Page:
by Rocio Mondragon Reyes
On Wednesday, April 12, 2017, the Center for Latin American Studies (CLAS) hosted an event in Riggs Library featuring Mexican Ambassador Gerónimo Gutiérrez. Recently appointed México’s ambassador to the United States, this was Ambassador Gutiérrez’s first address to a public audience. His talk centered on the current state of bilateral relations between the United States and México.
The evening began with general remarks about the development of the bilateral relationship in the past century, with special attention given to the implementation of NAFTA since 1994. The remarks and the Q&A session that followed touched on topics ranging from economic development, combatting organized crime, and immigration concerns. The conversation also touched on remarks made by U.S. President, Donald Trump, particularly in regards to how these comments were shaping México’s view of the current state of the bilateral relationship. Gutiérrez mentioned that, as he had stated to media during his confirmation process, the commentary by President Trump does not put the relationship in a crisis, but nonetheless creates a “critical juncture in the relationship.” Gutiérrez made sure to address both the challenges and opportunities that U.S.-Mexico bilateral relations face.
In regards to the challenges, Gutiérrez emphasized the need for both countries to be better informed about each other. For example, he noted how México is more intimately known in some regions of the United States than in others. For historical and geographical reasons, populations in border states are more exposed to México and its people. The same is true for certain populations in México, where some regions are more exposed to the United States than others. For Gutiérrez, increasing understanding between both countries is critically important, particularly in regards to political matters such as the re-negotiation of NAFTA. Such bilateral decisions make it increasingly important to inform American and Mexican audiences about the degree of interdependence between both countries’ economies, according to Gutiérrez.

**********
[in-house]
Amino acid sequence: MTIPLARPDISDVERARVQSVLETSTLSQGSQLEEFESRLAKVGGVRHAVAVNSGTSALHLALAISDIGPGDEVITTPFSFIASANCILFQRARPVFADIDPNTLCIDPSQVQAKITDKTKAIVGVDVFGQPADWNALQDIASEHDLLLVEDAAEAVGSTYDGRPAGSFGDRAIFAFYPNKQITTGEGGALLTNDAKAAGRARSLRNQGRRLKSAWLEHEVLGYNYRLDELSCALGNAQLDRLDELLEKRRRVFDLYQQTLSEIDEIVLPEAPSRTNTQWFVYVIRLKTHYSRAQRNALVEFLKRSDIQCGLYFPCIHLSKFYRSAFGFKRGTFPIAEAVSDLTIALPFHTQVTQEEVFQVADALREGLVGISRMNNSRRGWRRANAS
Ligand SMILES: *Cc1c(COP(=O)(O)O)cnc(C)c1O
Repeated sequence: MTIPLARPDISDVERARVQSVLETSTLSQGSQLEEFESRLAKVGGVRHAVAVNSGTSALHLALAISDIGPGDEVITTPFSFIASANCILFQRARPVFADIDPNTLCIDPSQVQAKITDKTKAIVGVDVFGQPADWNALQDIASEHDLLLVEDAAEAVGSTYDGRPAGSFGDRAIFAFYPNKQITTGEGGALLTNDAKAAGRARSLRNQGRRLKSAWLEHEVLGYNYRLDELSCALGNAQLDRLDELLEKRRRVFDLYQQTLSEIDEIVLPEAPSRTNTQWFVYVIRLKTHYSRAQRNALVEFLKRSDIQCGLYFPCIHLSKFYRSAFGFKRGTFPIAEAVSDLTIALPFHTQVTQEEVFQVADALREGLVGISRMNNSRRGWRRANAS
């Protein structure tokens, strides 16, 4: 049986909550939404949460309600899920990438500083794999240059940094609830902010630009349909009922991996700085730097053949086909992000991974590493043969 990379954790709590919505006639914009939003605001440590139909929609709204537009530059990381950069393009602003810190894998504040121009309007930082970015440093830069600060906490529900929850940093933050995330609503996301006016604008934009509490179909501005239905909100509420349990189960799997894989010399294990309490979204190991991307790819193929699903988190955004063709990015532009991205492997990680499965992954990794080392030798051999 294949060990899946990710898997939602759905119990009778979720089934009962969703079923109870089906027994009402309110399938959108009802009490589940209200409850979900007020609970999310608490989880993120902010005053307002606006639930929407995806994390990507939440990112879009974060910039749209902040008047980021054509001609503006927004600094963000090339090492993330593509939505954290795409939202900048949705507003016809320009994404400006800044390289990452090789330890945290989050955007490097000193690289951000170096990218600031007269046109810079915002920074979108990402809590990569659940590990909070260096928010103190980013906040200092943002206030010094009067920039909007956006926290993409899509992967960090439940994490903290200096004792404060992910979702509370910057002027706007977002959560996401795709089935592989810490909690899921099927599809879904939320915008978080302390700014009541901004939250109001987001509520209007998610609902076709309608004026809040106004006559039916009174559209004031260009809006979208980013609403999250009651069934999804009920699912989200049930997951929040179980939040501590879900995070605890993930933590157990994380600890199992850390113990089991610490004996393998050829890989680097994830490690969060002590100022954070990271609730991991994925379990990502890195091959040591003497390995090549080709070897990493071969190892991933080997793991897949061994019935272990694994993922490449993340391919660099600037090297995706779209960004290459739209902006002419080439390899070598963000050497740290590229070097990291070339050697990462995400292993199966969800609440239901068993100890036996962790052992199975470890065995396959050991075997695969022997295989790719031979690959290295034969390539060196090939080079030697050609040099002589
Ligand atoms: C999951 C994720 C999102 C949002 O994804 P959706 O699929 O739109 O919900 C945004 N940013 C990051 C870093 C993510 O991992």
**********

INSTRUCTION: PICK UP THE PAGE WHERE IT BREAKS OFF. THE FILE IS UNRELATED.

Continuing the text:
Gutiérrez emphasized the need to avoid propelling Anti-American and Anti-Mexican sentiments within their respective countries. He also mentioned the role the media has in informing people properly and in furthering the relationship between the two countries by increasing interpersonal connections. Lastly, he mentioned the importance of timing. Noting that México’s presidential elections take place next year at the same time as U.S. midterm elections, the Ambassador reiterated that it is important to begin negotiations regarding NAFTA and other issues sooner rather than later.
In regards to the opportunities for the future of the relationship, Gutiérrez emphasized Mexico’s recent energy sector reform that opened sector to further investment and trade. He acknowledged the need to renegotiate NAFTA; however, he sees this need as due to technological changes that have transformed manufacturing practices. The Ambassador further explained that the two countries, because of changes in technology, should be seen as joint producers rather than as just trading partners and noted the rich opportunities to be found in furthering the unification of North America as trade region.
Overall, the pressures to re-negotiate NAFTA are indicative of the need to revise and update the structures framing the bilateral relationship between the United States and México. As neighboring states, their continued interaction is inevitable. However, this relationship cannot be taken for granted and requires constant dialogue. Increased interaction and understanding between the populations of both countries is particularly important, given their role in electing the leadership of the United States and Mexico.